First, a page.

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Unfurl your sails! Review of ‘Understory’ by The Pop Winds

In Album Reviews, Montréal on March 18, 2010 at 1:05 pm

In anticipation of their debut full length release coming later this year on Arbutus Records, here is our take on last year’s highly rated self-released EP ‘Understory’ by The Pop Winds.

The Pop Winds never stray too far from their name. Whereas much of the indie-pop sounds of the last few months have been accurately described as ‘breezy’; on their self-released EP ‘Understory’, The Pop Winds instead blow out a blustery gale of swirling synth pop.


It should be easy enough to say that the source of their windy sound is saxophonist Austin Milne, but The Pop Winds are not that simple. Accompanying Milne is guitarist Devon Welsh and Kyle Bennet on electro-acoustic-synth-manipulations. While Milne does give each song a vital immediacy with his powerful and continuous blaring behind every melody, it is only when this thrust is wrapped up under the medley of skins and blankets provided by Bennet and Welsh that  his brass propulsion becomes part of the greater storm. Bennet actually studies Electro-Acoustics at Concordia University here in Montréal, a program he described to campus newspaper The McGill Daily as being a  “philosophical breakdown of sound from a compositional perspective.” If that all sounds a little convoluted, don’t worry, because their sound isn’t. In fact what the band do best is deliver rousing melodies over billows of ecstatic sound clouds, and that is the core of their appeal. If Bennet is actually dissecting any philosophy on this EP, then it is a joyful and powerful one.

The best examples of this are probably the opener, ‘In Harmony’ and ‘So Far Down’. ‘In Harmony’ opens with the band, singing in harmony, about being ‘in harmony’. Never mind that it is in the past tense, the message is one of jubilation when those lyrics come covered in the candy bar wrapper of Milne’s treated horn. ‘So Far Down’ resembles ‘In Harmony’ in respect to it’s uplifting sound, but it is much more delicate. Classical Piano Keys gently tinkle underneath a Jeff Buckley-like guitar riff and the wail of Milne’s horn, before everything is knitted together under the lattice-work of Bennet’s drums and synths. Delicious sweets.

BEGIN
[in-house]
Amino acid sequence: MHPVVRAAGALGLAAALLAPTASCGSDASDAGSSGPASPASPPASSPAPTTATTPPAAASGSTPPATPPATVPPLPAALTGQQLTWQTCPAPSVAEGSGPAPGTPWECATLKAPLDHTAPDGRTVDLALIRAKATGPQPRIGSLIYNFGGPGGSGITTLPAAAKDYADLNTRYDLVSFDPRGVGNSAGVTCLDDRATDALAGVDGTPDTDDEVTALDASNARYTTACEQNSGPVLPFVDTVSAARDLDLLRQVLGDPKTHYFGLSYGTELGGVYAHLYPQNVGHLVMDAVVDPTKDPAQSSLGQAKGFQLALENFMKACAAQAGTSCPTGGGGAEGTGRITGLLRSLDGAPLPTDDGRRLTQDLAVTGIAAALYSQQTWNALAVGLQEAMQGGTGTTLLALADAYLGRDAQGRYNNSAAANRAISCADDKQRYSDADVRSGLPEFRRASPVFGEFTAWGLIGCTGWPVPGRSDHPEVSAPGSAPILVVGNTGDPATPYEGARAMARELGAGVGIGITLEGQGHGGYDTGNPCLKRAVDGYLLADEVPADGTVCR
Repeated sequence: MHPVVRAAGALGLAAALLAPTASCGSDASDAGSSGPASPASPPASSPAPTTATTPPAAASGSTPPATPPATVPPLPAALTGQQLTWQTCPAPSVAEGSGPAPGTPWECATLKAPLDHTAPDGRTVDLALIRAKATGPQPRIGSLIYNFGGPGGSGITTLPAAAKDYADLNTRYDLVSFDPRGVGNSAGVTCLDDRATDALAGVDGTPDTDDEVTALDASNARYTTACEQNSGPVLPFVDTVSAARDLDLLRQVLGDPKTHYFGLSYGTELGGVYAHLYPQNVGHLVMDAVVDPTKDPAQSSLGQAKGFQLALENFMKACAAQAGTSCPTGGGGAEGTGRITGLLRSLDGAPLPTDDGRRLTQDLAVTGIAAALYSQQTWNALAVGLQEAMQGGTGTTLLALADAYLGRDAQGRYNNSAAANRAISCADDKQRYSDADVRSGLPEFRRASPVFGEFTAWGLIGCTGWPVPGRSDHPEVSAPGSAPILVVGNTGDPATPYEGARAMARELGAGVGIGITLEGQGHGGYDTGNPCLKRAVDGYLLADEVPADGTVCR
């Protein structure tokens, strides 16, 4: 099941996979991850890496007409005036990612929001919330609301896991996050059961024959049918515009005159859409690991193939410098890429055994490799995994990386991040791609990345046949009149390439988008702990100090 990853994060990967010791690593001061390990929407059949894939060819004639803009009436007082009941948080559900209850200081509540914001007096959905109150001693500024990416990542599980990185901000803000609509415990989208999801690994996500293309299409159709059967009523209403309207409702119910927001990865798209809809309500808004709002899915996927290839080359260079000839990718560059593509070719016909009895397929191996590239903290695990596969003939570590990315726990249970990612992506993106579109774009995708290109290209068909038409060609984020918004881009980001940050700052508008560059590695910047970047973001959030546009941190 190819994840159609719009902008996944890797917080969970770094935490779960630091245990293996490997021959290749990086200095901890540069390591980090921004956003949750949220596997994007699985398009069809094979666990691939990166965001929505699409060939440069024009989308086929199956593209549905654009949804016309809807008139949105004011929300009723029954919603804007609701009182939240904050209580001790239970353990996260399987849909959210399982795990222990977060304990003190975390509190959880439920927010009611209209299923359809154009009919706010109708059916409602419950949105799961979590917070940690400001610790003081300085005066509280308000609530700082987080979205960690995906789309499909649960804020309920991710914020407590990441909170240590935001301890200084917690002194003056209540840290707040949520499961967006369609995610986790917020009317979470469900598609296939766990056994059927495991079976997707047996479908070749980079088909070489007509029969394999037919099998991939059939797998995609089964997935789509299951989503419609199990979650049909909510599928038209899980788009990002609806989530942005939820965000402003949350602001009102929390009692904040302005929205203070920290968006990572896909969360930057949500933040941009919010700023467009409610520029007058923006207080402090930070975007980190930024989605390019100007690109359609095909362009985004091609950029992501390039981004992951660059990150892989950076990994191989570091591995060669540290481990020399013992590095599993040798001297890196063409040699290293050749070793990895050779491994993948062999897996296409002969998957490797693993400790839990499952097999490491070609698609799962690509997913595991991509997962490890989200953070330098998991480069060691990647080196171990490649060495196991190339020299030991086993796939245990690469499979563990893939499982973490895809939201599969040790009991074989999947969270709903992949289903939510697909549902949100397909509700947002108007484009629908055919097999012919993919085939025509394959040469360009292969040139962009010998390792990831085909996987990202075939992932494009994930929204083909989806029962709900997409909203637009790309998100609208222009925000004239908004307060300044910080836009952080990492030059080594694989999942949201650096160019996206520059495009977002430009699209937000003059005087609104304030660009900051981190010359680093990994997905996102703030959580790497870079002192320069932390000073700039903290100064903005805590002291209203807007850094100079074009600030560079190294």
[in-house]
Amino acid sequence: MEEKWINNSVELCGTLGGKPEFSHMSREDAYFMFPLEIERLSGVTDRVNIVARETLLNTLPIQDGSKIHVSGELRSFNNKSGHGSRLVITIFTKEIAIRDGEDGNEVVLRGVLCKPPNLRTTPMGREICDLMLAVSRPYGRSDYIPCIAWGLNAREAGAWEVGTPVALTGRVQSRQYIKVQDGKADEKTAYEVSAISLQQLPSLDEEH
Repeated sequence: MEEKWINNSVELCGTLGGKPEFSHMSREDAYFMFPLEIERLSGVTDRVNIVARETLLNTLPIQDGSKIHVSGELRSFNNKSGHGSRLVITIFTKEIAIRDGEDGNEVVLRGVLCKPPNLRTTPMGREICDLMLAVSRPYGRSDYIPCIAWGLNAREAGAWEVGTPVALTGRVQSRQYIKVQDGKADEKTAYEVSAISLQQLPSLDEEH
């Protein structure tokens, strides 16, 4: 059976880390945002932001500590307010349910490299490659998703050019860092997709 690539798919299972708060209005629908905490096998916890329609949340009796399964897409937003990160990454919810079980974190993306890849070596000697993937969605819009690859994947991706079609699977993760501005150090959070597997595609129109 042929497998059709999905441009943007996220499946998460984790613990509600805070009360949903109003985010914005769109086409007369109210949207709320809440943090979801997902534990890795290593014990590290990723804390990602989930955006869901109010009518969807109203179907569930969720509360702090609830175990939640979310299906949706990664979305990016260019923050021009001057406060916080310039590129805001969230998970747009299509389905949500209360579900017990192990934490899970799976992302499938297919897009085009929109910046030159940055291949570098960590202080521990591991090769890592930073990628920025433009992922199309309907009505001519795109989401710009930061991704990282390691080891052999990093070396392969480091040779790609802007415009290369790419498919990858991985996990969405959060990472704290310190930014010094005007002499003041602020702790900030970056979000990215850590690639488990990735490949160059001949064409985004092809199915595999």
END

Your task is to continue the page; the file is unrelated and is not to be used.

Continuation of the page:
With a song title like ‘People around you can make you sick’, the Pop Winds show their respect for the often insecure and fragile bonds between people. Their joyful and often epic bluster then, is their way of spreading and sharing elation among their listeners. The descending chord sequence and gleeful synth riff in ‘Elgin Stream’ should hopefully run you down the cold tributaries of isolation and into a warm, fast flowing river of fun and sound, and all of this beneath ‘The Sun’, on ‘a beautiful day’.

The group has only been together since 2009, but, judging by this EP, their debut full length release entitled ‘The Turquoise’ coming in March 2010 on Arbutus Records could be a very warm pretty wind indeed. Check out their myspace page for upcoming shows (24th of March at the Green Room with Grimes!) and a free download of ‘Understory’.

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  1. […] to The Green Room and seeing Pop Winds and Grimes. Steve wrote about both these bands, Pop Winds here and Grimes here, so read up, give a listen and go see some great music. Pop Winds are playing […]

  2. […] 14, 2010 tags: Arbutus Records, the pop winds by steveeldonkerr On their self-released EP ‘Understory’, the Pop Winds gave us a great exhibition of how bright, blustery, and brilliant sonic […]

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